28 February 2013

Those Places Thursday: St Mary of the Assumption

Those Places Thursday is a weekly prompt by GeneaBloggers, in which various places are discussed. Today - being the day the Pope resigns (at 1400 ET) - I thought perhaps focusing on one of the Catholic Churches my family has attended at some point would be appropriate. Hence, I selected today's feature place to be St. Mary of the Assumption in Phoenixville, Chester County, PA.

St Mary is one of the oldest Catholic parishes in Chester County. The oldest parish in the county incidentally is St. Agnes Church in West Chester which was founded in 1793. Records for St Mary were kept from 1840. In 1841, according to the church's anniversary book, the present church grounds were purchased for $200 by Father Donahue. The church was completed in March of that year. At that time, Father Patrick Donahue - who was the pastor at St Patrick in Norristown - served St Mary's pastoral needs. He would come monthly for Mass and confessions. The other Sundays the parishioners of St Mary's would either walk to Norristown or gather for communal prayer at St Mary's.



By 1846 the parish population had more than doubled, necessitating a permanent priest. The Rev, Philip A O'Farrell was appointed pastor at that time. Father O'Farrell was born in Dublin in 1813 and passed here in 1869.

The early church family was comprised mainly of a working class. What these families lacked in material goods, they made up for in faith. In 1857, St Mary's is credited as being the first Catholic parish - outside Philadelphia - to hold Forty Hours Devotions.

According to the parish's sesquicentennial anniversary book, burials were first held in the churchyard. However a new borough ordinance restricted burials from being held within the borough limits. At this time land was aquired on a hilltop called Black Rock to serve as the new cemetery.

In 1907 another Catholc parish was erected in town, St Ann's. This effectivly divided the parish. That same year, Father James Gavin became pastor of St Mary's. He was loved dearly by the parishoners. I can recall my grandmother - Mary Welsh Still - talking of him. She was born in 1911 so Father Gavin would have been the one to have baptized her, heard her Fist Cofession, given her first Communion and Confirmation. He was also the priest who would have been the one who married her and my grandfather - Lloyd Still. Since my grandfather was Presbyterian at the time, the two were wed in the rectory. Mixed marriages - as they were called - were prohibited to occur in the church itself. Father Gavin passed shortly thereafter on 28 July 1940.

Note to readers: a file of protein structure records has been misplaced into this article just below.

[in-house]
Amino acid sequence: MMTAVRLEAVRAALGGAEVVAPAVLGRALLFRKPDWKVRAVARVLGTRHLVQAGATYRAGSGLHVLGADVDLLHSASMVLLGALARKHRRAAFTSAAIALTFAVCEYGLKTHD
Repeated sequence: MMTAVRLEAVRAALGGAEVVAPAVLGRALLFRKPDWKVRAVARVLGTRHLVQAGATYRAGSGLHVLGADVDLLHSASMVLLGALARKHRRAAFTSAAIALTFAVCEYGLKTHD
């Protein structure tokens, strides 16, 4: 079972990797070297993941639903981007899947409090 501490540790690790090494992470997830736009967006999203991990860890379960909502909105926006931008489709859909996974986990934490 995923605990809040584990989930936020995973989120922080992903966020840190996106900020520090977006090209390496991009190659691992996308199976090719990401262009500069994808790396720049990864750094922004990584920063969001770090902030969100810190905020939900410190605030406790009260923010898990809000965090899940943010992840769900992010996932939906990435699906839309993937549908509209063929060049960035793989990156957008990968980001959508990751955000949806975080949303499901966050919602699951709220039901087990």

Since then the parish has seen many baptisms and weddings and funerals. It has seen renovations and growths. It has changed with the community and with the Church at large.

My grandmother's parents are the only family members I have actually been able to connect to St Mary's despite the Welsh and O'Flaherity family being large. My great grandmother - Catherine O'Flaherity - was one of seven kids. I do not know much about most of her siblings. Her sister Mary married Patrick Rodgers and I believe they moved to Philadelphia. Her brother Hugh married Katharine Dee and they moved to Pomeroy (also Chester County). Our two lines have remained pretty tight. The others - with the exception of Mary's twin James who died in infancy - I do not know anything about ... yet.

1 comment:

  1. I just watched the Pope flying on his helicopter to his new residence. I am not Catholic, but I've always been interested in the Catholic church. Perhaps it's the tradition. I like the idea of highlighting the relatives that followed a certain religion, thanks for the idea!

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